Mérida, April 30, 2008 (venezuelanalysis.com)– A forest fire near a major power distributor in Venezuela’s Guarico state was the principal cause of a massive power outage that affected 17 of Venezuela’s 23 states for a day, the Venezuelan Energy and Petroleum Minister, Rafael Ramirez, announced Wednesday afternoon.
At approximately 4 pm Tuesday afternoon, rising temperatures from the fire triggered the automatic shutdown of the transmitter that connects the Guri hydroelectric facility to the central and western regions of Venezuela.
Other western power distributors were under maintenance at the time or had to be shutdown in order to repair the Guri connection, sharpening the temporary crisis.
“We are working to not be totally dependent on Guri,” where 70% of the nation’s electricity is generated, Ramirez told the press.
“We understand that our system has a structural problem, and we are working to correct it,” he reported, emphasizing that 18 electricity projects have been launched with a $3.1 billion budget to be carried out over the next three years.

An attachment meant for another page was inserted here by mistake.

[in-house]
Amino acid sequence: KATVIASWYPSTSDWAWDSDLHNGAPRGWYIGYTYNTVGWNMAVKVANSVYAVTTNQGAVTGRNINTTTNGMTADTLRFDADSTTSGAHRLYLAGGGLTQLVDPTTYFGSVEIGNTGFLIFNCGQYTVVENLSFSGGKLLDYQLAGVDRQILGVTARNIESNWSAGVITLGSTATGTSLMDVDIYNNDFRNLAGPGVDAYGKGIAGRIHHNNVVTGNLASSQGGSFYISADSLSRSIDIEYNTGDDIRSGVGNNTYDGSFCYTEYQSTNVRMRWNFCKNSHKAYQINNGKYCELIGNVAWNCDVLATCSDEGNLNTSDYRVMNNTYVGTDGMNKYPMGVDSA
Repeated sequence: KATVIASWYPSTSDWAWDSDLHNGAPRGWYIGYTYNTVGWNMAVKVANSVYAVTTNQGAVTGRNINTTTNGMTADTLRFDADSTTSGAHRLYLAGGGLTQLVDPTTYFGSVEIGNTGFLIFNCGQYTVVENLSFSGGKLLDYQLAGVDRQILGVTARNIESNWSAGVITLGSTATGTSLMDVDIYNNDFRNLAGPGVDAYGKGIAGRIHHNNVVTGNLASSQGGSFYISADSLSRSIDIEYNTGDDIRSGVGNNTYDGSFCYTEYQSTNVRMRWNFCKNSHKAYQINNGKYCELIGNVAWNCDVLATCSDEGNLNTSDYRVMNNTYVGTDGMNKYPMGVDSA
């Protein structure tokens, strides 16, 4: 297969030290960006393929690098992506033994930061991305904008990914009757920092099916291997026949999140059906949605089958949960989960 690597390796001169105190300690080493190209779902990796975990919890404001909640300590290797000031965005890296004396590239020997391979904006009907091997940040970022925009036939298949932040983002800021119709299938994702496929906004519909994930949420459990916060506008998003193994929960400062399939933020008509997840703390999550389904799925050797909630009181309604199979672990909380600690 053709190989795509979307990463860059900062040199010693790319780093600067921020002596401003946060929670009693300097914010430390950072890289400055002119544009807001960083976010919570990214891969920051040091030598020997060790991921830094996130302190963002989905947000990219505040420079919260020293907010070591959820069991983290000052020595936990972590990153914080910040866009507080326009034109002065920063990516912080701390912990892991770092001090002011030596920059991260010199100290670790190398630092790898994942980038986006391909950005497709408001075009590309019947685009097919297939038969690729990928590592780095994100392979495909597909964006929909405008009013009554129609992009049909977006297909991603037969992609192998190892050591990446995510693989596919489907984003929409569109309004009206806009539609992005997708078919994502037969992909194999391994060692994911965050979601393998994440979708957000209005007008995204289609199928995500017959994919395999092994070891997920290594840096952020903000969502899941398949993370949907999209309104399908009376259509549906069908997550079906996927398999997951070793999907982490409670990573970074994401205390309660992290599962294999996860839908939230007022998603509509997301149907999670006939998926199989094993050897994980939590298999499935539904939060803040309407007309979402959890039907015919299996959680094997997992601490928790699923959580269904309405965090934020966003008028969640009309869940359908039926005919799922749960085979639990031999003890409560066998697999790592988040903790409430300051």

Also, the government has sent a commission to investigate the origins of the forest fire and evaluate the national response to it in order to make necessary adjustments.
The minister reported that at 9 pm Tuesday, 100% of the national electricity network had been restored, but delivery would be delayed as local distributors recharge and imbalances in distribution are reversed.
In Zulia, one of the hardest hit states, authorities reported plans to import electricity temporarily from Colombia to deal with the crisis.
The Enrique Mendoza, ex-governor of Miranda state, insisted Tuesday that there be an investigation into the “real causes of the failure.”
He also said “the outage was a lesson,” and advocated that natural disaster and emergency preparedness training be offered to community councils and citizen assemblies so they can manage such crises along with public institutions.
During the outage, Caracas’s metro system had enough backup power to carry trains to their next stop and release commuters, but the terrestrial train system did not. Most businesses closed for the day, and the streets overflowed with pedestrians and severe traffic.
The metropolitan firefighters reported having evacuated 3,000 people from one of the city’s towers, and responded to many calls from people stuck in elevators. Similar cases and minor traffic accidents were reported in other states.
The country’s national telecommunications company CANTV, major hospitals, and state oil company PDVSA, equipped with substantial emergency backup systems, continued functioning normally during the blackout.
Also, the national airport outside of Caracas remained completely functional shortly after the electricity failure, the state television channel VTV reported.